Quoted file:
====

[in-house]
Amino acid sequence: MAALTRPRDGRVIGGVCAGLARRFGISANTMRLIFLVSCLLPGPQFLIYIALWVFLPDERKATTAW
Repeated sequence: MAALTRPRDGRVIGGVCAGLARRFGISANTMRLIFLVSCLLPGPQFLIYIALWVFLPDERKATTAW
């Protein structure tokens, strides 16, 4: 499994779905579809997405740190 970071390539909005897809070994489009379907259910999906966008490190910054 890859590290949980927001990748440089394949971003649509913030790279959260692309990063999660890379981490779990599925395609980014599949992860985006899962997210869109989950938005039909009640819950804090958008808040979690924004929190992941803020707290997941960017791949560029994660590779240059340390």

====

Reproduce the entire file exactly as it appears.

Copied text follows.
[in-house]
Amino acid sequence: MAALTRPRDGRVIGGVCAGLARRFGISANTMRLIFLVSCLLPGPQFLIYIALWVFLPDERKATTAW
Repeated sequence: MAALTRPRDGRVIGGVCAGLARRFGISANTMRLIFLVSCLLPGPQFLIYIALWVFLPDERKATTAW
């Protein structure tokens, strides 16, 4: 499994779905579809997405740190 970071390539909005897809070994489009379907259910999906966008490190910054 890859590290949980927001990748440089394949971003649509913030790279959260692309990063999660890379981490779990599925395609980014599949992860985006899962997210869109989950938005039909009640819950804090958008808040979690924004929190992941803020707290997941960017791949560029994660590779240059340390």